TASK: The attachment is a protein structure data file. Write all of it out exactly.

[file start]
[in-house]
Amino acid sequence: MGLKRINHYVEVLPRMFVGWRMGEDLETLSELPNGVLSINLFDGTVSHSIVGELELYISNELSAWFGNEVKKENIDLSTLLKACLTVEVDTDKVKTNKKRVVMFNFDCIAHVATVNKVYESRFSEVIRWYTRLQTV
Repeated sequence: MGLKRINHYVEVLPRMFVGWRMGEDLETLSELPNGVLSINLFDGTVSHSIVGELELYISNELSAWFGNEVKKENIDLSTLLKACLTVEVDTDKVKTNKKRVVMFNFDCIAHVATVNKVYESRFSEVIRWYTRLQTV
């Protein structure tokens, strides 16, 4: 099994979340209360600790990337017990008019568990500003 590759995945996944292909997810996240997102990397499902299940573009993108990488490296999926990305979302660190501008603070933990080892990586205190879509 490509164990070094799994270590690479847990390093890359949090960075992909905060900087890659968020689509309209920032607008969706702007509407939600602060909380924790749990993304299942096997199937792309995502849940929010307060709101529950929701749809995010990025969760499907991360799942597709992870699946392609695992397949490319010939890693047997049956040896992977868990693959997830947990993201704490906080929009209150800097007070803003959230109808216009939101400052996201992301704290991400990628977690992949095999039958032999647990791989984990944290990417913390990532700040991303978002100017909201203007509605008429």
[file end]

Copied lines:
[in-house]
Amino acid sequence: MGLKRINHYVEVLPRMFVGWRMGEDLETLSELPNGVLSINLFDGTVSHSIVGELELYISNELSAWFGNEVKKENIDLSTLLKACLTVEVDTDKVKTNKKRVVMFNFDCIAHVATVNKVYESRFSEVIRWYTRLQTV
Repeated sequence: MGLKRINHYVEVLPRMFVGWRMGEDLETLSELPNGVLSINLFDGTVSHSIVGELELYISNELSAWFGNEVKKENIDLSTLLKACLTVEVDTDKVKTNKKRVVMFNFDCIAHVATVNKVYESRFSEVIRWYTRLQTV
């Protein structure tokens, strides 16, 4: 099994979340209360600790990337017990008019568990500003 590759995945996944292909997810996240997102990397499902299940573009993108990488490296999926990305979302660190501008603070933990080892990586205190879509 490509164990070094799994270590690479847990390093890359949090960075992909905060900087890659968020689509309209920032607008969706702007509407939600602060909380924790749990993304299942096997199937792309995502849940929010307060709101529950929701749809995010990025969760499907991360799942597709992870699946392609695992397949490319010939890693047997049956040896992977868990693959997830947990993201704490906080929009209150800097007070803003959230109808216009939101400052996201992301704290991400990628977690992949095999039958032999647990791989984990944290990417913390990532700040991303978002100017909201203007509605008429």